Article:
What triggers normal, full-term labor is not yet fully understood, so the actual cause of preterm labor is not completely understood. In over half of preterm labors, the cause is unknown. However, there are some factors which are known to increase a woman’s risk of experiencing preterm labor.
Many preterm births (30-40%) are the result of preterm premature rupture of the membranes (PPROM), in which the amniotic sac that holds the baby breaks too soon, leading to preterm labor. Preterm labor usually begins shortly after PPROM occurs. Sometimes, when a slow leak is present and infection has not developed, contractions may not start for a few days. On occasion, a leak high up in the amniotic sac may reseal itself so that preterm labor does not start or subsides.
A mother’s age may play a role in preterm labor. Women in their teens or women over 35 are at an increased risk. Also, some recent studies have found a link between severe stress and stressful life situations (including things like: domestic violence or death of a close family member) and preterm labor, as well as standing for long periods of time or extremely tiring jobs.
Infections can cause preterm labor, including certain sexually transmitted diseases (STDs) such as: gonorrhea, syphilis, chronic active hepatitis, trichomoniasis and chlamydia, as well as any illness with a fever. Severe urinary tract infections (UTI), undetected or untreated, Group B Strep and bacterial vaginosis (BV) are also possible triggers of labor before term. Other conditions that may be related to preterm labor include certain chronic maternal illnesses such as: diabetes, high blood pressure, kidney disease/infection and sickle cell anemia.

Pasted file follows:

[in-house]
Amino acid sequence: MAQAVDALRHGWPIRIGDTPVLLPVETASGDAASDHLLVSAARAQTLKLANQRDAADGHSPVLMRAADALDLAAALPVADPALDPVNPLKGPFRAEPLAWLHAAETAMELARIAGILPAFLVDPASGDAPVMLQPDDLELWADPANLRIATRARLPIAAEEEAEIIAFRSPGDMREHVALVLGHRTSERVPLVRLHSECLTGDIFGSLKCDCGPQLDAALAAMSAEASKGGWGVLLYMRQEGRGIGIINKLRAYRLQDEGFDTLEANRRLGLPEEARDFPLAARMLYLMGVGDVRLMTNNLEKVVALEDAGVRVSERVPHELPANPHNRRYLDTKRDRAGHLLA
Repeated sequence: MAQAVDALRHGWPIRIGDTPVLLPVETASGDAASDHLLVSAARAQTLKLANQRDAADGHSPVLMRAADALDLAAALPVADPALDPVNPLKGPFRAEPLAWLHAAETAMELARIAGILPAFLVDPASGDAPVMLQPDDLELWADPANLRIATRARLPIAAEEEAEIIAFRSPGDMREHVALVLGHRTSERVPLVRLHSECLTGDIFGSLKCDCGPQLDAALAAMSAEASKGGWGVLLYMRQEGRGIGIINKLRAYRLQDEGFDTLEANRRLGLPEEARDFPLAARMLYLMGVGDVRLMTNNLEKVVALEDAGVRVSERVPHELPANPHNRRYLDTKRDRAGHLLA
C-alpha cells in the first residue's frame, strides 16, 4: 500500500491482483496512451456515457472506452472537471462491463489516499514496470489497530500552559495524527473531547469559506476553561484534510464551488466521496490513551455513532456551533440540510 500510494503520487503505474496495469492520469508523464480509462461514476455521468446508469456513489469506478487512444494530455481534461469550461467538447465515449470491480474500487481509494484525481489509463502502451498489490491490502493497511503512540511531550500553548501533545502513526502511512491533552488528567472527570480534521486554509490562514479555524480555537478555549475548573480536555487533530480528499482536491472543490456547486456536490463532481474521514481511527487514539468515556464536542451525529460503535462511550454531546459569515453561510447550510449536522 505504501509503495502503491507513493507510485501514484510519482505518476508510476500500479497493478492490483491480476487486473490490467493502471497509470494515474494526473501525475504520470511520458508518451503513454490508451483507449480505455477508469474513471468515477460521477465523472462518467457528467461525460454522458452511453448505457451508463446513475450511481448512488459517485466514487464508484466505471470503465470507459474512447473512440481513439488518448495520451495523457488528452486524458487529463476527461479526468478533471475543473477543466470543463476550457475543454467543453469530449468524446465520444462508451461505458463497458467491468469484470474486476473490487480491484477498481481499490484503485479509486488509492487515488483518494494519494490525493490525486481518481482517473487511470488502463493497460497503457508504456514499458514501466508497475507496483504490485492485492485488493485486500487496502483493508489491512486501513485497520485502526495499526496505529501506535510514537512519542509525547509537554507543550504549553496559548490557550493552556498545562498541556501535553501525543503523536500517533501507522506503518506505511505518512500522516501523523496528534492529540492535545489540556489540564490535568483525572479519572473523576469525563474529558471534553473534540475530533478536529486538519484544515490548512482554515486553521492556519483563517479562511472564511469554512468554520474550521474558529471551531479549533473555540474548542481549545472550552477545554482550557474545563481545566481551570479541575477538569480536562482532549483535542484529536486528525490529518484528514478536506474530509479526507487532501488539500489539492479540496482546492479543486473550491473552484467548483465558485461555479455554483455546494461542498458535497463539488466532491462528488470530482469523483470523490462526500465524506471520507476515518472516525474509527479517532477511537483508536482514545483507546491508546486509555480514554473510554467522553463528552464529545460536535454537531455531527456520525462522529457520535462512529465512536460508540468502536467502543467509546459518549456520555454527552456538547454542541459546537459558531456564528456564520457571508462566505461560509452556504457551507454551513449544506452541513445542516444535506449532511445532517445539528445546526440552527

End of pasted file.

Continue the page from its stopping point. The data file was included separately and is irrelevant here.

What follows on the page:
Illegal or non-prescription drug abuse (especially cocaine), cigarette smoking, alcohol consumption are all risk factors for delivering a preterm baby. Not gaining enough weight during pregnancy, having a pre-pregnancy weight of less than 100 pounds, and inadequate nutrition and prenatal care may cause preterm labor and delivery of a premature infant.
A multiple pregnancy (expecting twins, triplets or more) puts you at a much higher risk for preterm labor. The increased size of the mother plays a role in the increased risk. Women who’ve had a previous preterm labor or premature baby, 3 or more first-trimester miscarriages or 1 second-trimester miscarriage are considered at a higher risk as well.
Cervical trauma is a major cause for preterm birth, the most common being from cervical injury due to elective abortions. Women with a history of multiple first-trimester abortions or one or more second-trimester abortions are at a considerably increased risk of delivering before term. Uterine defects due to an incompetent cervix, uterine fibroids, excesses amniotic fluid (making the uterus extra large), previous cervical cone biopsy surgery, placenta previa and diethylstilbestrol (DES) exposure can lead to preterm labor, as well as a pregnancy that occurred while using an IUD (contraceptive device).
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